10. Russell-Wood, A. J. R., 1977. "Technology and Society: The Impact of Gold Mining on the Institution of Slavery in Portuguese America," The Journal of Economic History, Cambridge University Press, Cambridge University Press, vol. 37(01), pages 59-83, March.
  11. Bruhn, Miriam & Gallego, Francisco A., 2008. "Good, bad, and ugly colonial activities : studying development across the Americas," Policy Research Working Paper Series 4641, The World Bank.
  12. Daniel Berkowitz & Karen Clay, . "Initial Conditions, Institutional Dynamics and Economic Performance: Evidence from the American States," American Law & Economics Association Annual Meetings, American Law & Economics Association 1083, American Law & Economics Association.
  13. Nathan Nunn, 2009. "The Importance of History for Economic Development," Annual Review of Economics, Annual Reviews, Annual Reviews, vol. 1(1), pages 65-92, 05.
  14. B. W. Higman, 2000. "The sugar revolution," Economic History Review, Economic History Society, Economic History Society, vol. 53(2), pages 213-236, 05.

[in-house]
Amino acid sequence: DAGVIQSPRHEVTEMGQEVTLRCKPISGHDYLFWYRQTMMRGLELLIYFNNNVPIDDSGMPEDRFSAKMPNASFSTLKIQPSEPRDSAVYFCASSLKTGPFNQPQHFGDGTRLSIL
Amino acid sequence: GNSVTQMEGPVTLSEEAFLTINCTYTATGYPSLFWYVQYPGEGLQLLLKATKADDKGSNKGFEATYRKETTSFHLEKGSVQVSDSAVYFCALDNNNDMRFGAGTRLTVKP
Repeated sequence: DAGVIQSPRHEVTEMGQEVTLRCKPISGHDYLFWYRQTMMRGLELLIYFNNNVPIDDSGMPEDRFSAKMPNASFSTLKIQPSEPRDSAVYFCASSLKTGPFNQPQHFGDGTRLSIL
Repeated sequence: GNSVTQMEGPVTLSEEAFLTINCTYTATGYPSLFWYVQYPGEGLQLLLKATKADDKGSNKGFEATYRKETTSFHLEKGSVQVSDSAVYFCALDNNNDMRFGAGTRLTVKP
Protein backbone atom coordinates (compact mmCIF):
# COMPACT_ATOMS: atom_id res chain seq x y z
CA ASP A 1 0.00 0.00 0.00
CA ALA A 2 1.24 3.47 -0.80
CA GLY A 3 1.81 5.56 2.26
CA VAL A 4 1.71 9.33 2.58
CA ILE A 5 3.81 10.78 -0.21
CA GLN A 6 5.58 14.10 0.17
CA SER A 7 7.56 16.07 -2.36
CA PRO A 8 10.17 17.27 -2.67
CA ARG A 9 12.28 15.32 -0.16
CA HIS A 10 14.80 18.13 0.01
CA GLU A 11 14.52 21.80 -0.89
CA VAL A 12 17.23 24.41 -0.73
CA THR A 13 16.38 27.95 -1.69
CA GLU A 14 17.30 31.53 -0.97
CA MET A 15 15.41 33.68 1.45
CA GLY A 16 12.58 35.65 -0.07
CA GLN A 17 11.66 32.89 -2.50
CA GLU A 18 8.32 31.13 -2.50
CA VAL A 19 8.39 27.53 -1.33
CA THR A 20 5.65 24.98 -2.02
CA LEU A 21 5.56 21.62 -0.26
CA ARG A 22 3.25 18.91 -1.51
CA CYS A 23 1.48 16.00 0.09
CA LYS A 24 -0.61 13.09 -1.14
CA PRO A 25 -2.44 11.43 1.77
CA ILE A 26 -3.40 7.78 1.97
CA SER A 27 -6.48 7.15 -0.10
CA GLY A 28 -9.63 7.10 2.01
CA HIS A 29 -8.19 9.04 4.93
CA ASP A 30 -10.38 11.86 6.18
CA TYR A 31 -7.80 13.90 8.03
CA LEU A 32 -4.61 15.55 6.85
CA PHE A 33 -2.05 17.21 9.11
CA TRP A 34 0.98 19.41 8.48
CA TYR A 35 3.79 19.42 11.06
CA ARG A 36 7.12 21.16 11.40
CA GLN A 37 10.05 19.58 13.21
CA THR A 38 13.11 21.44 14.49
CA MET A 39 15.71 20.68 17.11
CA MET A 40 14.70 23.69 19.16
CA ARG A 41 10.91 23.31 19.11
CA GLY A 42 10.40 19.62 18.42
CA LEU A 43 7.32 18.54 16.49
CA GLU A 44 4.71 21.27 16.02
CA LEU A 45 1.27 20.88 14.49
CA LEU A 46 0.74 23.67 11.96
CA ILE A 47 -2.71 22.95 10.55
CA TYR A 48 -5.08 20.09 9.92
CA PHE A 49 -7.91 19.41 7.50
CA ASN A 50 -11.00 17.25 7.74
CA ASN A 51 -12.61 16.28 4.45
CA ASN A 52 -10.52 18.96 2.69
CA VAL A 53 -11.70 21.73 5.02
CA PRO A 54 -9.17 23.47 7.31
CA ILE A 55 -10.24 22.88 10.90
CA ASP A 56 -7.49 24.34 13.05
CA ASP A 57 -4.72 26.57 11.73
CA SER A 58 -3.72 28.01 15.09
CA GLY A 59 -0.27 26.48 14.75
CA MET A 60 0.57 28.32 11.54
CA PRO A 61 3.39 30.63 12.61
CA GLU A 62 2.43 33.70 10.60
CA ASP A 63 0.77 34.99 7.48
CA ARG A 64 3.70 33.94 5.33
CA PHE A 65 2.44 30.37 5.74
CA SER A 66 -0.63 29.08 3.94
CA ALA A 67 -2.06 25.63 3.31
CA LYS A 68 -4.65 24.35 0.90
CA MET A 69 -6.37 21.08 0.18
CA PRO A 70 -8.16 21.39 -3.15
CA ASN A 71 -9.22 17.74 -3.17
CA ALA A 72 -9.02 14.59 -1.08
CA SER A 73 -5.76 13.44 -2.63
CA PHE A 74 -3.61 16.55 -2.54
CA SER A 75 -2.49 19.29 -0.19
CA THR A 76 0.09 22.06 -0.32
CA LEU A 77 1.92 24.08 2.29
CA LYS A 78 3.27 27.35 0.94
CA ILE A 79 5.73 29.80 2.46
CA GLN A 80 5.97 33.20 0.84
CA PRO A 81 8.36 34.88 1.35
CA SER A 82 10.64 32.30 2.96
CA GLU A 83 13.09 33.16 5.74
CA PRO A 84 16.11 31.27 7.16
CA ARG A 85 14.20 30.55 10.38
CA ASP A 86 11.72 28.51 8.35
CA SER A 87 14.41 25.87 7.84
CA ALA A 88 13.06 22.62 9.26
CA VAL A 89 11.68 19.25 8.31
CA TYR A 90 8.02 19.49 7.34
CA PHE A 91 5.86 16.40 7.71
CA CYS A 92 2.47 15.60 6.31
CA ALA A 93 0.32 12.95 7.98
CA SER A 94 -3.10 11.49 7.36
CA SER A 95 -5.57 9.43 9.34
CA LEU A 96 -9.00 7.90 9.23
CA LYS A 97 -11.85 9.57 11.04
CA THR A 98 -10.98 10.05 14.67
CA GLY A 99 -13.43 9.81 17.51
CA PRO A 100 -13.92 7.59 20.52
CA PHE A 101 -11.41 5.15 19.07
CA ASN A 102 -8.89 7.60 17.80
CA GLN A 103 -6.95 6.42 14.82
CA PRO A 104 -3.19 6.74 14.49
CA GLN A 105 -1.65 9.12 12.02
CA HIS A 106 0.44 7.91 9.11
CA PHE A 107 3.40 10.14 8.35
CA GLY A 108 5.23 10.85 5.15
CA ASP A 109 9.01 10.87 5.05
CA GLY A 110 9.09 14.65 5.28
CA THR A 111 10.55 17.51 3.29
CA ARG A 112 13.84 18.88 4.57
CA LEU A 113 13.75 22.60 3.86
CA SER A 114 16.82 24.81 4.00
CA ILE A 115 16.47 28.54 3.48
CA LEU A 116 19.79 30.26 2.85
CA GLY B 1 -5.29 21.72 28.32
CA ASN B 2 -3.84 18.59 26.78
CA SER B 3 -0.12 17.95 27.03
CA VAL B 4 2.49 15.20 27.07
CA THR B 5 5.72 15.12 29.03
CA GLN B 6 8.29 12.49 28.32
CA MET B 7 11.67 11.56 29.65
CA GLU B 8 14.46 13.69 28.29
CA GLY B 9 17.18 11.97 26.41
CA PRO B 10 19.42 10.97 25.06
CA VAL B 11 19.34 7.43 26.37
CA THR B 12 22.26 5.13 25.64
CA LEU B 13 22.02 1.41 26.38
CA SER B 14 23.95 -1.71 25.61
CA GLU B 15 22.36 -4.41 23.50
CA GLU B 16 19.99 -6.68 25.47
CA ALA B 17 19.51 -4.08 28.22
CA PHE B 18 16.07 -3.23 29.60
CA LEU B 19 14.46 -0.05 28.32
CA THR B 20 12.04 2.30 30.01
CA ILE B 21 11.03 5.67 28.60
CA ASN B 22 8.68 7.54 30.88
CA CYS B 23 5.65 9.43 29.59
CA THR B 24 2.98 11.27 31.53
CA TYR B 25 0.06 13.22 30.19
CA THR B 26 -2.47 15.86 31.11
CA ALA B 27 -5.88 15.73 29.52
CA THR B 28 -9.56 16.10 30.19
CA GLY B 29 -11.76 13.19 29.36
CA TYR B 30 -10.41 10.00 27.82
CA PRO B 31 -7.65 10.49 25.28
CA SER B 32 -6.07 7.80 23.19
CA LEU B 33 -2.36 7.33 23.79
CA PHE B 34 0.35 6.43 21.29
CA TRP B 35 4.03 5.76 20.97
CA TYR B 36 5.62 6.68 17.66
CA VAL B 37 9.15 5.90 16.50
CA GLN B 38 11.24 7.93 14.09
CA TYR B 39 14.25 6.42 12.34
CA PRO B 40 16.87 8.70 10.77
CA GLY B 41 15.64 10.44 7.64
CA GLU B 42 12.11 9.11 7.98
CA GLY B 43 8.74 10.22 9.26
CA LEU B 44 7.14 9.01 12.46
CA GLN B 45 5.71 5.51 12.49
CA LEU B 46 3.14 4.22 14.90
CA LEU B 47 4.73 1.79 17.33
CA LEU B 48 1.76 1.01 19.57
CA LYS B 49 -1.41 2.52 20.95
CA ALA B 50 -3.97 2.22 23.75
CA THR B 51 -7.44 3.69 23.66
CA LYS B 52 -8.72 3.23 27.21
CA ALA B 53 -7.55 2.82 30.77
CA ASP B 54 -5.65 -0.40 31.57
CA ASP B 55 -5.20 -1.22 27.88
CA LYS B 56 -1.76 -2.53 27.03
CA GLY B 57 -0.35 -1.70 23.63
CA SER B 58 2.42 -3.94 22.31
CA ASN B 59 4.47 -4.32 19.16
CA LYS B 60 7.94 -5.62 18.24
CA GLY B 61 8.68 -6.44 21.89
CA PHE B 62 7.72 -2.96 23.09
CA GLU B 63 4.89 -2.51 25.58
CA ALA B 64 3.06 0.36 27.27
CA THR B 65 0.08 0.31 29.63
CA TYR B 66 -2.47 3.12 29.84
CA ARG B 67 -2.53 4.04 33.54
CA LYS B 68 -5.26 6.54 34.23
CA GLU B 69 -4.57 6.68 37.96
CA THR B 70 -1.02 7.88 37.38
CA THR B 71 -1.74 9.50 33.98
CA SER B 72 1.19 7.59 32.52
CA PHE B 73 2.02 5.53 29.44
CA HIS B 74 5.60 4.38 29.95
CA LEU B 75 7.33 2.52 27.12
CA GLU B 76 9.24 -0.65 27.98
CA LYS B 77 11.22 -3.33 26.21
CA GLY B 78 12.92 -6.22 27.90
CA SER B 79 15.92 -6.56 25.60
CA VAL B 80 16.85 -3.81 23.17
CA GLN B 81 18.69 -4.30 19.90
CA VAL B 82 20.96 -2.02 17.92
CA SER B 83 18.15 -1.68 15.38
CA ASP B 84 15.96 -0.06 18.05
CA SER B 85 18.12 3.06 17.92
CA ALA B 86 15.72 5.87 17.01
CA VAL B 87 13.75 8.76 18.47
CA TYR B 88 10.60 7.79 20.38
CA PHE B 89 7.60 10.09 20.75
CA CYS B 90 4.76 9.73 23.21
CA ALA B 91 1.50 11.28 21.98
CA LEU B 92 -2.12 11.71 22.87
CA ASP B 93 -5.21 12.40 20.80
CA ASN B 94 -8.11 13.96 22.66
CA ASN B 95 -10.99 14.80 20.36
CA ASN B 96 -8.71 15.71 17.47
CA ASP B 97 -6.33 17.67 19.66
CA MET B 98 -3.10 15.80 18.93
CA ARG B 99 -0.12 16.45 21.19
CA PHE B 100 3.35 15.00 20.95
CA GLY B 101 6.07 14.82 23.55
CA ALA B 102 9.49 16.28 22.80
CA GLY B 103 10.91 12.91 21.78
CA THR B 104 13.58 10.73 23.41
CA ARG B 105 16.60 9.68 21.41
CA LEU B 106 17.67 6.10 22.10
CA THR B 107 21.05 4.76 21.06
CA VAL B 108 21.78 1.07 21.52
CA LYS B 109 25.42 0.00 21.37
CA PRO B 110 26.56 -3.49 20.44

15. John Luke Gallup & Jeffrey D. Sachs & Andrew Mellinger, 1999. "Geography and Economic Development," CID Working Papers, Center for International Development at Harvard University 1, Center for International Development at Harvard University.
  16. William Easterly & Ross Levine, 2002. "Tropics, Germs, and Crops: How Endowments Influence Economic Development," NBER Working Papers 9106, National Bureau of Economic Research, Inc.
  17. Abhijit Banerjee & Lakshmi Iyer & Rohini Somanathan, 2005. "History, Social Divisions, and Public Goods in Rural India," Journal of the European Economic Association, MIT Press, MIT Press, vol. 3(2-3), pages 639-647, 04/05.